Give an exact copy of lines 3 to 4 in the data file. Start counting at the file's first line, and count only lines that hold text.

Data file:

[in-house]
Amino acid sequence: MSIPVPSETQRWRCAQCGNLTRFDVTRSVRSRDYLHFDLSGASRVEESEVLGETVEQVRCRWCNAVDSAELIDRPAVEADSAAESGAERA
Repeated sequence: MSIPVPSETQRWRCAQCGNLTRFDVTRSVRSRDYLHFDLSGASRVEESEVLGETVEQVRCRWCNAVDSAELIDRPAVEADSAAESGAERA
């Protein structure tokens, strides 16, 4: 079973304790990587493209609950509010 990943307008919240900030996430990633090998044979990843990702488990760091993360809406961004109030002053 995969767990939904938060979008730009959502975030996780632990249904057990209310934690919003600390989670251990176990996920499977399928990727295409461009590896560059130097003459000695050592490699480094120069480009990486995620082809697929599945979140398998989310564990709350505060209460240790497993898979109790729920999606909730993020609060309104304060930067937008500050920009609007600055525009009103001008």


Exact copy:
Repeated sequence: MSIPVPSETQRWRCAQCGNLTRFDVTRSVRSRDYLHFDLSGASRVEESEVLGETVEQVRCRWCNAVDSAELIDRPAVEADSAAESGAERA
């Protein structure tokens, strides 16, 4: 079973304790990587493209609950509010 990943307008919240900030996430990633090998044979990843990702488990760091993360809406961004109030002053 995969767990939904938060979008730009959502975030996780632990249904057990209310934690919003600390989670251990176990996920499977399928990727295409461009590896560059130097003459000695050592490699480094120069480009990486995620082809697929599945979140398998989310564990709350505060209460240790497993898979109790729920999606909730993020609060309104304060930067937008500050920009609007600055525009009103001008």